|aTiki pop :|bAmerica imagines its own Polynesian paradise = L'Am歋rique r綣ve son paradis polyn歋sien /|cSven A. Kirsten.
|aAmerica imagines its own Polynesian paradise
|aAm歋rique r綣ve son paradis polyn歋sien
|a383 p. :|bill. (chiefly col.), map ;|c33 cm.
|aIllustrations on end papers.
|aParallel text in English and French.
|a"French translation: Alice P歋tillot, Bayonne, and Daniel Roche, Paris"--Colophon.
|a1. Pre-Tiki: setting the stage : Tiki-man, myth, merrymaker -- Cook, Bougainville, and the early explorers -- Artists and authors -- Storytellers in the South Seas -- The Hawaiian music craze -- South Seas made in Hollywood: from book to film to bar -- Tricks of the film trade: set design and special effects -- Natural materials of the tropical bar -- Beachcomber Bohemia -- The South Seas trader -- Movie clientele and celebrity culture -- Frances Langford: the bamboo blonde -- World War II: the Pacific theater of war -- The call of South Pacific and "Bali-Hai" -- The hula girl: emissary of the Polynesian paradise -- 2. The Tiki enters : Kon-Tiki and Aku-Aku -- A brief history of the American Tiki cocktail -- The appearance of the Tiki icon -- The logo Tiki -- The Tiki mug -- Hawaiian statehood -- The modern and the primitive -- Tiki TV -- Grand Tiki Temples: the Mai-Kai -- Grand Tiki temples: the Kahiki -- Ritual and make-believe -- 3. Tiki expansion: peak and implosion : Tiki architecture -- Tiki apartments -- Tiki motels -- The Tiki bowling alley -- Artists and carvers -- Tiki at home -- Tiki amusement parks -- Tiki devolution -- Brando and the Bounty metaphor -- The Tiki revival.
|a"This book was published on the occasion of the exhibition Tiki Pop--America imagines its own Polynesian paradise, on show at the Mus歋e du Quai Branly from June 24 to September 28, 2014"--Colophon.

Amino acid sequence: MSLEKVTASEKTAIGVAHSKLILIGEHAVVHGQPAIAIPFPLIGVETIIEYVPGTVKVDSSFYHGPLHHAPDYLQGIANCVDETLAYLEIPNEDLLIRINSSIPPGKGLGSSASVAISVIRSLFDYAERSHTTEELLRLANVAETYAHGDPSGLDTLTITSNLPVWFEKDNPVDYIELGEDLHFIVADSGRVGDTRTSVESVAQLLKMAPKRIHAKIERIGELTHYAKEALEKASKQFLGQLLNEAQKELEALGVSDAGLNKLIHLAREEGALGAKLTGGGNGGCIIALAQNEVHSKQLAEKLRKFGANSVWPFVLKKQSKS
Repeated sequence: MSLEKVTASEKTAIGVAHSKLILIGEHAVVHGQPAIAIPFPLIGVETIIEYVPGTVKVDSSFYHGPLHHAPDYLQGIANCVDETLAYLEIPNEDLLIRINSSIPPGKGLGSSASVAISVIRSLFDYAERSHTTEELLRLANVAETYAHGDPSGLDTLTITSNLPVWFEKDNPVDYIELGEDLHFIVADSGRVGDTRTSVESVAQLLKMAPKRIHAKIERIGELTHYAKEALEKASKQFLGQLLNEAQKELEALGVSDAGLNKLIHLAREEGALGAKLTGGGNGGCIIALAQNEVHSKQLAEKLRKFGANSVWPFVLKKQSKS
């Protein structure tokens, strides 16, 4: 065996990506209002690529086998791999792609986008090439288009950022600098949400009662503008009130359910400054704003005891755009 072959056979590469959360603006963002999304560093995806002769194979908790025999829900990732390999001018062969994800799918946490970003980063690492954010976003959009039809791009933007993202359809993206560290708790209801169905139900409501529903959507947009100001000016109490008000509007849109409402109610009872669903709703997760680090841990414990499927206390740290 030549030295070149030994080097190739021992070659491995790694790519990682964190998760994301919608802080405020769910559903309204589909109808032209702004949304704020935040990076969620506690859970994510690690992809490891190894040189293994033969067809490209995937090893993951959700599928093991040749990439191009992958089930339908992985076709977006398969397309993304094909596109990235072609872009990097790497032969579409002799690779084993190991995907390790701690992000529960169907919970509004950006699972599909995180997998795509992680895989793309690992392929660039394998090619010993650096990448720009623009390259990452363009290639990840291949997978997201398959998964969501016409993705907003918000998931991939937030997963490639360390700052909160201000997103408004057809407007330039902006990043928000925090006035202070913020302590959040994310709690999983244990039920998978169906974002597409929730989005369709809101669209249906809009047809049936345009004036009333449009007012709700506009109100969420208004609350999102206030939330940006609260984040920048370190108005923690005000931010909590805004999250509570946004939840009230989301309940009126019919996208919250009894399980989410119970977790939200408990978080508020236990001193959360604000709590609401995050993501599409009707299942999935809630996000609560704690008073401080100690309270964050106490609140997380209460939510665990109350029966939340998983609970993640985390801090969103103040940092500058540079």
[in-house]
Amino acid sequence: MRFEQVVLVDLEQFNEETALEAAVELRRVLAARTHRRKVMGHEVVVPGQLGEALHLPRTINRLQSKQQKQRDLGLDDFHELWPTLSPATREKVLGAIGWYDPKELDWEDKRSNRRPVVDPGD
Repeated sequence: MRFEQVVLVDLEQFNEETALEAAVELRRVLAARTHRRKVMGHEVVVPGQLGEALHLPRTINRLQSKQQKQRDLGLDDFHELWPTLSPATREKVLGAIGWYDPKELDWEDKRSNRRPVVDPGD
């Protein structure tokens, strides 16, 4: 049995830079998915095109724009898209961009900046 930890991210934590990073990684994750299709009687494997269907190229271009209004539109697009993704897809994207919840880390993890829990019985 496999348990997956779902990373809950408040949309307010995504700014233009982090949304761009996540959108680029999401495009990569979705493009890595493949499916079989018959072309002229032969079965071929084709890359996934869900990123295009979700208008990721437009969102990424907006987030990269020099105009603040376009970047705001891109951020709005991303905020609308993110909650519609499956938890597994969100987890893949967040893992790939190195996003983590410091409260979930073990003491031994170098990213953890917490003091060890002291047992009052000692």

內容簡介top Tiki Pop 簡介 Cult of kitsch: The art and history of the Tiki phenomenon Tiki culture at its height was a manifestation of exotic visions of island culture inspired by the tales of American soldiers stationed in the South Pacific during World War II: trees loaded with exotic fruits, sleepy lagoons, white-sand beaches, and gorgeous people wearing grass skirts as they danced half-naked during all-night orgies of food and music. Americans embraced these visions and incorporated fantasy into reality: mid-century fashion, popular music, eating and drinking, and even architecture were influenced by the Tiki trend. With unfettered enthusiasmgnoring scholarly authenticity and political correctnessmerican artisans molded the Tiki into their own image, creating a mid-century pop culture genre that was forgotten until the 2000s, when urban archeologist Sven Kirsten wrested the figure of the Tiki from obscurity with his pioneering TASCHEN books The Book of Tiki and Tiki Modern. This book traces the development of Tiki as romantic vision and kitschy cultural appropriation, from its earliest beginnings when James Cook iscovered?the Pacific Islands in the second half of the 18th century to Herman Melville South Sea adventure stories like Moby Dick and Gauguin exuberant, exotic paintings to the jungle fantasies of the Hollywood dream factory. Published in connection with an exhibition at the prestigious Mus嶪 du quai Branly in Paris, Tiki Pop the culmination of Sven Kirsten research efforts. With his widely lauded visual style, the author places venerable ancient godheads next to their Polynesian pop counterparts. With hundreds of previously unpublished images, the story of Tiki the 20th-century pop icon unfolds from its earliest beginnings to its spectacular downfall in the dawning awareness of the Western world colonial misdeeds.